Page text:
Got the Sniffles? These 3 Things Stop Fall Colds in Their Tracks

woman under blanket checking her temperature

As fall hits full swing, the weather is getting colder, the leaves are starting to fall, and sniffle season is just beginning. If you’ve got a telltale runny nose, sore throat, and general fatigue, you’re not alone. This year, millions of people will grapple with seasonal colds. And while there’s no cure, there are a few ways to relieve symptoms, support a quick recovery, and prevent them from happening again. Stop fall colds in their tracks with these Swell-approved wellness tips. 

First things first, what causes fall colds? 

Contrary to popular belief, you can’t catch a cold by being outdoors in cold temperatures. Colds are infections of the nose and throat, generally mild, that are caused by exposure to viruses. So what’s the deal with seasonal colds? According to Dr. Steven Heyden, the weather makes us more susceptible, but not in the way we might expect. 

First, the cold, dry air in fall and winter is the perfect environment for airborne cold and flu viruses to live longer and transmit more easily. Plus, when the weather gets colder, we’re more likely to spend time together indoors, upping our exposure to other people’s cold germs. Compound that with the fact that fall means back-to-school for kids, and you’ve got the perfect recipe for a case of the crud. 

A perfect symptom storm

Fall can also be a peak season for flu and allergy symptoms. Dr. Heyden elaborates, “As we’ve noted, cooler fall and winter temperatures are conducive to more cold and flu viruses in the air. And allergies can irritate your lungs and nasal passages, leaving you more susceptible to cold or flu viruses — it’s essentially a one-two punch for ending up being sick when the seasons change.”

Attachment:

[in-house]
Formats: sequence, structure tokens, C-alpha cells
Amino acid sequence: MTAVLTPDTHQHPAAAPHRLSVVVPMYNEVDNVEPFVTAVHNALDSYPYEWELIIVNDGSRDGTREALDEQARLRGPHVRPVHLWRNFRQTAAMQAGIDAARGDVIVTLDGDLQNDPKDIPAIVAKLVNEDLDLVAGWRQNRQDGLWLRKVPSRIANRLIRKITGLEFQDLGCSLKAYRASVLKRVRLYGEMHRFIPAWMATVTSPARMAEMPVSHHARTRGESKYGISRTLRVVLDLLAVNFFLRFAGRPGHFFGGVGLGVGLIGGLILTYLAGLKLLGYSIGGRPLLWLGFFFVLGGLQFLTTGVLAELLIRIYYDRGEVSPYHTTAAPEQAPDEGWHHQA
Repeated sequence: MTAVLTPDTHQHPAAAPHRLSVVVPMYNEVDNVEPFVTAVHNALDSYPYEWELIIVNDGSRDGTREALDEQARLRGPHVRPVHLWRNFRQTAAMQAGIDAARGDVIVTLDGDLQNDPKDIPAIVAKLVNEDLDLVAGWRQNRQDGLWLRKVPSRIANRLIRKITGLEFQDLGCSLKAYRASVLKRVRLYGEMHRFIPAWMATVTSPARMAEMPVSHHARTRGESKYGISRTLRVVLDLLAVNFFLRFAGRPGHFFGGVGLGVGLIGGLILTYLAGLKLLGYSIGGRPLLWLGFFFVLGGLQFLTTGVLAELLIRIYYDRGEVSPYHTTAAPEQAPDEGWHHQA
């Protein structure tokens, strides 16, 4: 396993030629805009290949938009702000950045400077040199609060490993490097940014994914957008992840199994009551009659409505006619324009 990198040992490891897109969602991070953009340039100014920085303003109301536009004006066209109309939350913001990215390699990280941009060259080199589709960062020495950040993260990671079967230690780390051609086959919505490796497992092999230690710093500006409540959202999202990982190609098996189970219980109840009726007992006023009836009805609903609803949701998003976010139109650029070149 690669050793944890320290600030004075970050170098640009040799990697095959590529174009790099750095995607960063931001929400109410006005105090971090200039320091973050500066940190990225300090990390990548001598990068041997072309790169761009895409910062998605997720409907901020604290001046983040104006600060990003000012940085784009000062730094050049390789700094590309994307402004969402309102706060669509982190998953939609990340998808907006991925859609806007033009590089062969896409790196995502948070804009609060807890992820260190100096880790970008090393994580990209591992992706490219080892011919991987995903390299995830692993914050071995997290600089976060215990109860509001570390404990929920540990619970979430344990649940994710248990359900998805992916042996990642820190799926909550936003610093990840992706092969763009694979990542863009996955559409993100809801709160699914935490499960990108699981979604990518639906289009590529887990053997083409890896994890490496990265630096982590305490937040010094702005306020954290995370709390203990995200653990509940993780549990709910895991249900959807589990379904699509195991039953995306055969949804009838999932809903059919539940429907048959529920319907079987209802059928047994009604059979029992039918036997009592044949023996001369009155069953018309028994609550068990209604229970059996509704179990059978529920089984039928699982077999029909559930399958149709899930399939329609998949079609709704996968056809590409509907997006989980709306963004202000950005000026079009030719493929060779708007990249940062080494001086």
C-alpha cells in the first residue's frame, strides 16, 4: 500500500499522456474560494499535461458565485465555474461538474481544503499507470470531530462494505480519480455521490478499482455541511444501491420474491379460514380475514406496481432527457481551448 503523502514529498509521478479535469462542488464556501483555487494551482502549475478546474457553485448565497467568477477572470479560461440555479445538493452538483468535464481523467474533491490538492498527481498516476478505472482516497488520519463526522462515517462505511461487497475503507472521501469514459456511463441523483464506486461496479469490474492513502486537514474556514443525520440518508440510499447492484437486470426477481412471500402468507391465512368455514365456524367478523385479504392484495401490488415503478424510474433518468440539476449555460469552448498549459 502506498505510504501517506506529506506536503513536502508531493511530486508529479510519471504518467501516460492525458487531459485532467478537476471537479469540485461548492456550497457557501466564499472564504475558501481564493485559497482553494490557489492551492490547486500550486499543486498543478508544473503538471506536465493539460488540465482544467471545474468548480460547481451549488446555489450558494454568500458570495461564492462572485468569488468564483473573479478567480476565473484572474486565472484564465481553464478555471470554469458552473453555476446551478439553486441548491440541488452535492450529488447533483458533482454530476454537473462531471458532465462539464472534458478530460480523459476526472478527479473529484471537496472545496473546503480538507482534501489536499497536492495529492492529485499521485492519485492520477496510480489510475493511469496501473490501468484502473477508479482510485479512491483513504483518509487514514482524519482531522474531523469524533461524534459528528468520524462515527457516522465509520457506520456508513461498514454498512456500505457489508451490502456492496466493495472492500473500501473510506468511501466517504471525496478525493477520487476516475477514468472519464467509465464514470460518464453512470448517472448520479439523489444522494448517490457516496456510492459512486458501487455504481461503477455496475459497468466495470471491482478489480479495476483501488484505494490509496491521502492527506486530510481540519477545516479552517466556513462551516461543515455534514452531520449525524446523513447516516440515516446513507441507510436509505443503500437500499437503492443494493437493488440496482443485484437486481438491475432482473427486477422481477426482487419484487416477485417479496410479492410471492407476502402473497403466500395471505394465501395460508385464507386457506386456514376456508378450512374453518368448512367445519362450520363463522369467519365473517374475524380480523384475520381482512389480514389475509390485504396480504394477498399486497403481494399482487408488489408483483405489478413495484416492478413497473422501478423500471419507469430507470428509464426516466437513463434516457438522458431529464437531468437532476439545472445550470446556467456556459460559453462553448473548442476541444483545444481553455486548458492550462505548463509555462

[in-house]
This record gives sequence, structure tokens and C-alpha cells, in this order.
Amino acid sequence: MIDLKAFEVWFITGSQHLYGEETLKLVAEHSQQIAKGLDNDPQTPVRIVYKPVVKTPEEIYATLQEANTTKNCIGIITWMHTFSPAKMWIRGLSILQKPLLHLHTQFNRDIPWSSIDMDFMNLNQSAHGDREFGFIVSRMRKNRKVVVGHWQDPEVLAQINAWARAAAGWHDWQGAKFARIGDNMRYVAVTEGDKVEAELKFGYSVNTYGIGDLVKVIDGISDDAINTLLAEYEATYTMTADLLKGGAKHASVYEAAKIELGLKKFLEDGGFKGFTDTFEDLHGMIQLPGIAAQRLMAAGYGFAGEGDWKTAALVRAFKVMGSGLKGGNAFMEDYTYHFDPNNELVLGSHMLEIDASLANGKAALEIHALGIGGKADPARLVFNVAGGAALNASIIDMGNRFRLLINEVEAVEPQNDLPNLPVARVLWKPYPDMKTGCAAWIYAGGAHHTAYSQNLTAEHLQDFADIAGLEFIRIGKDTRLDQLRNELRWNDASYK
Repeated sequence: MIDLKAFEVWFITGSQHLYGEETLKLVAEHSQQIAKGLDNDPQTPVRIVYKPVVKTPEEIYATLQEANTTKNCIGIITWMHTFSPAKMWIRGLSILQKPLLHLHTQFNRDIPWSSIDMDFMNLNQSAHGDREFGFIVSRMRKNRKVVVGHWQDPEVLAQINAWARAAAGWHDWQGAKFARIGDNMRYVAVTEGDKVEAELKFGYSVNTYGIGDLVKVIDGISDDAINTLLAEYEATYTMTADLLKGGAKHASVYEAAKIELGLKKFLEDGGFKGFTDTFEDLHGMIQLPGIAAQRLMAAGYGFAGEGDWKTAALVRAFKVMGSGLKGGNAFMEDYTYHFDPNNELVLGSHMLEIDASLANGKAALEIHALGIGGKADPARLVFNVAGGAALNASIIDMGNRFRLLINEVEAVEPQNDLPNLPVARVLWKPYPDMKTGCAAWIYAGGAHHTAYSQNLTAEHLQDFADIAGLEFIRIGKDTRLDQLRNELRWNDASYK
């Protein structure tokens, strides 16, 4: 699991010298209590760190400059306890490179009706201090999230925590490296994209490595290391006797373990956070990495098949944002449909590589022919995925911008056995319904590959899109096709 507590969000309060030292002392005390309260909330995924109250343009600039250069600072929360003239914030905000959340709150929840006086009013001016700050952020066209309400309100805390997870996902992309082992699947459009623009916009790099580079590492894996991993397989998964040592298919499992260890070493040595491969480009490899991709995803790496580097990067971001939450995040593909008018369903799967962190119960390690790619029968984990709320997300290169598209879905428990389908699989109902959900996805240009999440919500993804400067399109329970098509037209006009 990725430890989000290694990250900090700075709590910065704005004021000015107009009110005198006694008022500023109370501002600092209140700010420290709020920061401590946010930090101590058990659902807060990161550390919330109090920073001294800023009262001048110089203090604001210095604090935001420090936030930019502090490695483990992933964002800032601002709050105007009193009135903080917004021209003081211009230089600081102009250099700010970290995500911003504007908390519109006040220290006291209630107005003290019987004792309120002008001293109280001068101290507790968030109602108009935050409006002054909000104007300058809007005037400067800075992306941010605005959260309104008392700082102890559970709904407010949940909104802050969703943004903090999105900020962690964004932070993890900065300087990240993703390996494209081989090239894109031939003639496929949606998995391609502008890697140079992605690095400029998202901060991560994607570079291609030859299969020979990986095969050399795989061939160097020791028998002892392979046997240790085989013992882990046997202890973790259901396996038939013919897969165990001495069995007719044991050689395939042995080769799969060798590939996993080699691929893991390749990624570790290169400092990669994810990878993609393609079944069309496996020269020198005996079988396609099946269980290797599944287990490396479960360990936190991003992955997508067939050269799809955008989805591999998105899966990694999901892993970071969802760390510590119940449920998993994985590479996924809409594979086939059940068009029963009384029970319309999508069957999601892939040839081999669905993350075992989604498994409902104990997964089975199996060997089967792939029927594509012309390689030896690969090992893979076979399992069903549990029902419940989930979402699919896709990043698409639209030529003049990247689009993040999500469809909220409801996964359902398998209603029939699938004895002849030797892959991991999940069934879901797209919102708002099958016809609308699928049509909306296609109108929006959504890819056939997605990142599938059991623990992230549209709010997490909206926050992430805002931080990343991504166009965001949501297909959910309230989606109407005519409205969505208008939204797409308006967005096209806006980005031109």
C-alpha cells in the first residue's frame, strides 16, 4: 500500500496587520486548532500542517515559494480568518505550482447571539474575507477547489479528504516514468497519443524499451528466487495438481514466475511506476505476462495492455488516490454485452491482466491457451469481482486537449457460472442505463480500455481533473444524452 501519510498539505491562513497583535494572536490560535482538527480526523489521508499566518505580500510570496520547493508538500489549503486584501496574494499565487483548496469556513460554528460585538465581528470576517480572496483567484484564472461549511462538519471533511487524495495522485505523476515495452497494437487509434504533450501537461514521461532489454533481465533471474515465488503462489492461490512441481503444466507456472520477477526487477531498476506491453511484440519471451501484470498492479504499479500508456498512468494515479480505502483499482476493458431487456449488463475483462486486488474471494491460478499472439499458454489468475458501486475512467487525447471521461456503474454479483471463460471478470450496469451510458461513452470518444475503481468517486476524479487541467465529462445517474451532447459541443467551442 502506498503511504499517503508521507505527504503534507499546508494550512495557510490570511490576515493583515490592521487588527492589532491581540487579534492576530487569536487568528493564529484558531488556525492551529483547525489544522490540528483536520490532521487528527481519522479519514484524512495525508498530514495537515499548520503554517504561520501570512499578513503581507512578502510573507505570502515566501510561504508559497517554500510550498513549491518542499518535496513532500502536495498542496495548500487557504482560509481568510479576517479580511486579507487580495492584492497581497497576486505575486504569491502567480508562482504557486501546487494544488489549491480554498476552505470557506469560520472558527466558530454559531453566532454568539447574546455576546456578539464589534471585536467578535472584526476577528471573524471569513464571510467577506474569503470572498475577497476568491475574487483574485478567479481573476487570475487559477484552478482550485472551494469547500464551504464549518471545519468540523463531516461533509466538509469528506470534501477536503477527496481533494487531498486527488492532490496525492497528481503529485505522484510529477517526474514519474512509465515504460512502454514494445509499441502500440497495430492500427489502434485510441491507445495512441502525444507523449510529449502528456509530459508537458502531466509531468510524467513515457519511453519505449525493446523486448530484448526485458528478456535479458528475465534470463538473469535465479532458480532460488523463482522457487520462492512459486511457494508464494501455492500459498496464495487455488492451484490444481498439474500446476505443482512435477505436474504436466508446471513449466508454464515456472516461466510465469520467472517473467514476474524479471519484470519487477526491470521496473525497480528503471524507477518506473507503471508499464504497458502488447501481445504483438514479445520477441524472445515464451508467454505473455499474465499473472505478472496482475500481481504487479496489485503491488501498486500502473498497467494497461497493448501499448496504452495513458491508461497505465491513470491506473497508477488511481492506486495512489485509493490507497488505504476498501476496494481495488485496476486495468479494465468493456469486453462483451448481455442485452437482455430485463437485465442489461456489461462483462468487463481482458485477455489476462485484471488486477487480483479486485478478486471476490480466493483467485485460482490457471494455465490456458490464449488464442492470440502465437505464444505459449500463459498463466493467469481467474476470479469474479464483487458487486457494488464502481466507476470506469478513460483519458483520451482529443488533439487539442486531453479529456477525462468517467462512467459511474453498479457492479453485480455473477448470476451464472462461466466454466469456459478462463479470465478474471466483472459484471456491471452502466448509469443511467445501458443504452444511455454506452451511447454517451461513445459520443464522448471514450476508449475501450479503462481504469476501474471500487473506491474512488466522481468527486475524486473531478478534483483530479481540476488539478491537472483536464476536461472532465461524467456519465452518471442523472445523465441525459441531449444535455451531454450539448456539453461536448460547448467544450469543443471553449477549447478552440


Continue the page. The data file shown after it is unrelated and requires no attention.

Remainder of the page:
Warm salt water is your new best friend

The symptoms of a cold can include a sore throat, runny or stuffy nose, sneezing, headache, and general fatigue. And while warm salt water isn’t a cure-all, it can help relieve several of these symptoms. Over-the-counter saline drops and sprays help with stuffiness. The salt water also moisturizes your sinuses and makes them more effective at filtering viruses and germs out of the air. Sore throat? Gargling warm salt water several times a day can reduce inflammation, and help flush irritants. The Mayo Clinic recommends dissolving half a teaspoon of salt in a full glass of warm water. Gargle the solution for a few seconds, letting it wash over the back of your throat, before spitting it out.

Hydrate, hydrate, and hydrate some more

Water, all-natural juice, clear broth, hot tea with honey… however you choose to hydrate, maintaining your fluid intake is key to stopping colds in any season. That means avoiding dehydrating drinks like coffee and alcohol. You should also steer clear of sugary juices and sports drinks, which can exacerbate symptoms with sugar’s inflammatory properties. 

While you can’t “drown a cold,” staying hydrated helps support your immune system and natural cold-defense mechanisms. It can also relieve some of the symptoms, like congestion and sore throat, by keeping your mucous membranes in tip-top shape. 

Know when to throw in the towel

We’ve all been there. Bundling up in extra sweaters, throwing some tea in a thermos, and dragging our fall colds to the office. Or taking our germs with us to pick up the kids from school. 

Unfortunately, one of the best ways to stop fall colds in their tracks is to go into full quarantine mode. Most bugs are contagious even before you feel symptoms, and stay that way for five to seven days. So, the next time you feel the telltale signs, bunker down instead of powering through. We promise the hot tubs will still be here when you feel better.